5. The button area is just weird. I still don’t understand what the directions were telling me to do, so I made it up. It basically worked, but I ended up with this weird gap under the buttons. I sewed it up (obviously!), but now it looks a bit off.
  6. Gap

    Wacky gap under the buttons. Clearly I did something wrong.

  7. There’s a lot of top stitching on this. You can’t see it at all on mine because of the thread color, but if you use a contrasting thread color, you’d want to be pretty exact with your top stitching.

By the way, I had to do more HAND STITCHING on this. And I survived. First, I had to repair some buttonholes. I think it was the fabric, but the stitching ripped on a few of the buttonholes when I snipped them open. (I know, it doesn’t make sense to be the fabric, but it didn’t happen at all on the 12 buttonholes for the Beignet.) And then I had to hand sew all of the buttons, since there’s no way to do these kind by machine. I didn’t love it, but I survived. I was, however, definitely regretting adding an extra button to the five called for in the pattern.

More pictures on Flickr.

I just ordered denim from (shh, don’t tell my husband) on clearance for $3.99/yd, along with some cute flower buttons, so I will be trying this again. I’m going to try to make the front pockets deeper and lose the pleats if I can figure that out. I’m also going to take a page from The Sew Convert’s book and make the facing a different fabric (which should also reduce bulk). Now that I sort of know what I’m doing with the button area, I’ll try to avoid the gaping hole. While I didn’t enjoy sewing them, I will probably stick with six buttons. Oh, and I’ll probably go down a size.


7 responses to “Pants!!

  1. Your pants look great and I love the color (I’m partial to gray).

    Here I am fiddling with PJ pants and you’ve been progressing by leaps and bounds! I think you’re on to something. 🙂

    Can’t wait to see your next project!

    • Thanks! I think there’s something to be said for meticulous sewing, and I’m sure you end up with better sewed, better fitted projects. I just get bored easily and have to keep pushing ahead. 🙂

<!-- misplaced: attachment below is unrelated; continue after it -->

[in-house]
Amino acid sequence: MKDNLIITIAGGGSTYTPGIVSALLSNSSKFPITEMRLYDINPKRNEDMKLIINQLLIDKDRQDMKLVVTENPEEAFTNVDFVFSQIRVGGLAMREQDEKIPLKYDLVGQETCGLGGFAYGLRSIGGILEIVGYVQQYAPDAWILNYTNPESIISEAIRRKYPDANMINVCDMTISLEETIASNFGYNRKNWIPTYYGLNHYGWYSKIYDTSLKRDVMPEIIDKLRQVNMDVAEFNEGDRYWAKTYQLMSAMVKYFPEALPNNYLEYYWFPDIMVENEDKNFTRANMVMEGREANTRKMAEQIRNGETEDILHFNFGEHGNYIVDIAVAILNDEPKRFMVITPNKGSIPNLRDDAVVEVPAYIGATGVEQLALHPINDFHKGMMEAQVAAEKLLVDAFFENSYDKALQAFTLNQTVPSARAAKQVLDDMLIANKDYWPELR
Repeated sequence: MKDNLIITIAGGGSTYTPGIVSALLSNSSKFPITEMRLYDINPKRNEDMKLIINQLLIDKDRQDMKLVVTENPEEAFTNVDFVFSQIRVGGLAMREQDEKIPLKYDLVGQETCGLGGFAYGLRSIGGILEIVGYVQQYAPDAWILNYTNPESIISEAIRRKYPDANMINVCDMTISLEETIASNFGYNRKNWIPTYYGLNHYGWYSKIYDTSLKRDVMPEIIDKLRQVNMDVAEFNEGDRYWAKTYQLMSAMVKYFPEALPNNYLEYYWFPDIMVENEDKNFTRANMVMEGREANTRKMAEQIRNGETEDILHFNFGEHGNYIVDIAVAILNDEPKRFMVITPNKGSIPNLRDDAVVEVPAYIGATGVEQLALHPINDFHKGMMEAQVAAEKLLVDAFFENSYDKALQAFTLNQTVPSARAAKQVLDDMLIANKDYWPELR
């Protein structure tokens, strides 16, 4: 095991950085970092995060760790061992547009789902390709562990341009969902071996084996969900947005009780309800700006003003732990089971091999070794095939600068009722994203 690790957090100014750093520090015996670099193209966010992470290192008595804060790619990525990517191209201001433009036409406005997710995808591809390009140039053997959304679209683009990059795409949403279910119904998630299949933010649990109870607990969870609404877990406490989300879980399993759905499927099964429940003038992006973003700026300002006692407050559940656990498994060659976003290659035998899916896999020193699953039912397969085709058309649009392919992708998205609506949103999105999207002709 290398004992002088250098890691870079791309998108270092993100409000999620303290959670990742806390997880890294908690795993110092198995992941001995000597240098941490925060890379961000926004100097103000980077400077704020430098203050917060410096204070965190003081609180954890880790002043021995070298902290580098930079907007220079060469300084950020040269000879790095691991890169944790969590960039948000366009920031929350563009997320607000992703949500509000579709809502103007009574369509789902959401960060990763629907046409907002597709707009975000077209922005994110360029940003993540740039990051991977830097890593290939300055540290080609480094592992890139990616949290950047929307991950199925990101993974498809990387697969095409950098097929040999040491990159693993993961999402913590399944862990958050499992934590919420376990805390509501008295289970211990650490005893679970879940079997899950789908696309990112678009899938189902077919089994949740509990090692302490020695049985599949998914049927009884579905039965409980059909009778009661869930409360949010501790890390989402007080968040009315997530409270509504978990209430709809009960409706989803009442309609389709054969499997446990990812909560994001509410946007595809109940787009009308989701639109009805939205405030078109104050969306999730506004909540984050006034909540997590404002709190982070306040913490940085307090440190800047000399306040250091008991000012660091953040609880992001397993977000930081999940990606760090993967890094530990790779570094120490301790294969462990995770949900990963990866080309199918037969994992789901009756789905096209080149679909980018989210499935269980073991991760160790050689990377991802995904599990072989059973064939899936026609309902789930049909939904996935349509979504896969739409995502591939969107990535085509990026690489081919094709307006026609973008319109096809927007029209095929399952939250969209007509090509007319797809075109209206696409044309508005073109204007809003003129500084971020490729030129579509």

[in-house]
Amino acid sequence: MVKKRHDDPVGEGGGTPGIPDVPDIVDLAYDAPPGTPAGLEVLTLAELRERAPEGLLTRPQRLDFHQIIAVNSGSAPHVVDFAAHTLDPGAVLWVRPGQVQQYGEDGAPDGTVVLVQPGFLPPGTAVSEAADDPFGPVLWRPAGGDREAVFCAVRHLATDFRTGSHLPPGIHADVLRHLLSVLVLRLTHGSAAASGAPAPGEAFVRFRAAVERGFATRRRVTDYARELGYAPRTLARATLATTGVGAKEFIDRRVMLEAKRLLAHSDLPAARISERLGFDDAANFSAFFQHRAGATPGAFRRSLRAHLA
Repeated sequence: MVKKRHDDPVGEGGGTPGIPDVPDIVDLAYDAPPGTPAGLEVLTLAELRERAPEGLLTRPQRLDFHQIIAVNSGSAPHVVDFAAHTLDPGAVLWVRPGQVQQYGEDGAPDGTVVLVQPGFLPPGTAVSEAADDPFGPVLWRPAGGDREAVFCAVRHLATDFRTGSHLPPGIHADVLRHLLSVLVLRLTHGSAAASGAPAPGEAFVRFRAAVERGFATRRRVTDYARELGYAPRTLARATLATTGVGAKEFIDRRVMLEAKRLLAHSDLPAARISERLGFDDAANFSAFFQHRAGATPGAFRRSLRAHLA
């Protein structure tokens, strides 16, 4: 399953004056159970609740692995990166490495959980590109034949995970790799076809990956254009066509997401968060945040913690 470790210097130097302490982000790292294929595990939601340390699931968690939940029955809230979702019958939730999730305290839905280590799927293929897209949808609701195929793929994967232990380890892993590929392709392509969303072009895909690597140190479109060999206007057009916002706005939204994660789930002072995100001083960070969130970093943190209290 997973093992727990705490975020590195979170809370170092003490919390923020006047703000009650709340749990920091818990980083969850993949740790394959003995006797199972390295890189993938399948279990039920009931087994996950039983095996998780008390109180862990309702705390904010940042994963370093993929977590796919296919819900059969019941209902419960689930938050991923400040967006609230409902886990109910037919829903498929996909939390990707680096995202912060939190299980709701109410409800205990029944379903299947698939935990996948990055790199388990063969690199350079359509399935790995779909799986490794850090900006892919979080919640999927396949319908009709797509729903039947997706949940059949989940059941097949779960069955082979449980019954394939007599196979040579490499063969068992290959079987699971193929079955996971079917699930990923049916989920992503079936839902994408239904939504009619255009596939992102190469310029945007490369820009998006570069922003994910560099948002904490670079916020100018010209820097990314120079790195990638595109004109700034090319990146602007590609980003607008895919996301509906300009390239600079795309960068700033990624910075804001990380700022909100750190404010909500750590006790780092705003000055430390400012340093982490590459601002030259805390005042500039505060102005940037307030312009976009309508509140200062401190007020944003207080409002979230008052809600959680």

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  3. Wow! You are certainly off to a great start. Perhaps it is just the photos, or maybe the fabric, but I find that if you press each seam as you sew them, your results are so much more professional. Afterall, we do not want that “fireside touch” look to our creations. I have been sewing for many years and this is the best tip I can pass along to a newbie. Keep up the great work, Kelly. Love that Michael Kors comment. Too funny.

    • Thanks for checking out the blog! Yes, I’ve certainly been cutting corners in an effort to work quickly, and I haven’t been pressing all my seams as I go. In part, it’s because I’ve sort of been treating these as wearable muslins. I’m so eager to learn the next technique that I haven’t been sewing as carefully as I can. I think once I’m sure that sewing is for me, I will allow myself to slow down a little. And that’s certainly good advice for me.

      The other problem for me with pressing, though, is that I have two very active, very curious cats, who love to sit on the ironing board. I live in fear that they will torch themselves or will knock over the iron when I’m not looking, and as a result, I don’t like to have the iron out, and I tend to save all of my ironing for once. If anyone has any suggestions, I’m all ears!!